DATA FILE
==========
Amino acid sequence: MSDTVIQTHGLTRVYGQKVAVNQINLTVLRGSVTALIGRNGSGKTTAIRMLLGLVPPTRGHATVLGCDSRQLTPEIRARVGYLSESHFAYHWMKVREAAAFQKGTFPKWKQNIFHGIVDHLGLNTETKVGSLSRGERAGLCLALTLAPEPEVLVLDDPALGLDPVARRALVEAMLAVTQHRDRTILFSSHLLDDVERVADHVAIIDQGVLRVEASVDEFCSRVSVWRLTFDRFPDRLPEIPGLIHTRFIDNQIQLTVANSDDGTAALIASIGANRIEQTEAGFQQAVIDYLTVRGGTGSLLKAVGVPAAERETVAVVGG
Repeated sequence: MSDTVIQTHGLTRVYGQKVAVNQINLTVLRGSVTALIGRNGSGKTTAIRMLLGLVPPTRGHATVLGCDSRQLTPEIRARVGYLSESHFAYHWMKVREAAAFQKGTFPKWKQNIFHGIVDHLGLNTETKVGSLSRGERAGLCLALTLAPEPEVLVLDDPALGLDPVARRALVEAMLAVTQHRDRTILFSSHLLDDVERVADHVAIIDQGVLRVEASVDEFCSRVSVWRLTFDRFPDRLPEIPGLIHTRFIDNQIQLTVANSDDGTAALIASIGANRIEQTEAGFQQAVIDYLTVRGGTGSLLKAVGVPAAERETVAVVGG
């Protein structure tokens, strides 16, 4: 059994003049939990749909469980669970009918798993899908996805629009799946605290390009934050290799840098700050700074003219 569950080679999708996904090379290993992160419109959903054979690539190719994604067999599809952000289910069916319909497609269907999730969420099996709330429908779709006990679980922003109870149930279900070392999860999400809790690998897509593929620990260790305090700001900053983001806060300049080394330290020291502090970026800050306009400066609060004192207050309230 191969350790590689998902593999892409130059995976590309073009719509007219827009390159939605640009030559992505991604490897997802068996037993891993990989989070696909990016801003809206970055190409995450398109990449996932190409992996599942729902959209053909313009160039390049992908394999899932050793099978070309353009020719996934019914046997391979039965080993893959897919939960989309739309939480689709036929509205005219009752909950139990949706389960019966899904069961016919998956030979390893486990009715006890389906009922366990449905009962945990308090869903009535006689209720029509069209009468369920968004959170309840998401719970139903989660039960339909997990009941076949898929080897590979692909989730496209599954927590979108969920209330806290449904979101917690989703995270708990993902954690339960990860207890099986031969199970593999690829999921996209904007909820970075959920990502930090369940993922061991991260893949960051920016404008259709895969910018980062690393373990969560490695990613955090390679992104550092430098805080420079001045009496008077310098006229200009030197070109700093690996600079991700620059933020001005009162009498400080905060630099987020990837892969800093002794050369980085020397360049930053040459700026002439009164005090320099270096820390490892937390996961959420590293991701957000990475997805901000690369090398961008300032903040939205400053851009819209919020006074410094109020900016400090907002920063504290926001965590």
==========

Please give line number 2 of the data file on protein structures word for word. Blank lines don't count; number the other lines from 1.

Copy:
Repeated sequence: MSDTVIQTHGLTRVYGQKVAVNQINLTVLRGSVTALIGRNGSGKTTAIRMLLGLVPPTRGHATVLGCDSRQLTPEIRARVGYLSESHFAYHWMKVREAAAFQKGTFPKWKQNIFHGIVDHLGLNTETKVGSLSRGERAGLCLALTLAPEPEVLVLDDPALGLDPVARRALVEAMLAVTQHRDRTILFSSHLLDDVERVADHVAIIDQGVLRVEASVDEFCSRVSVWRLTFDRFPDRLPEIPGLIHTRFIDNQIQLTVANSDDGTAALIASIGANRIEQTEAGFQQAVIDYLTVRGGTGSLLKAVGVPAAERETVAVVGG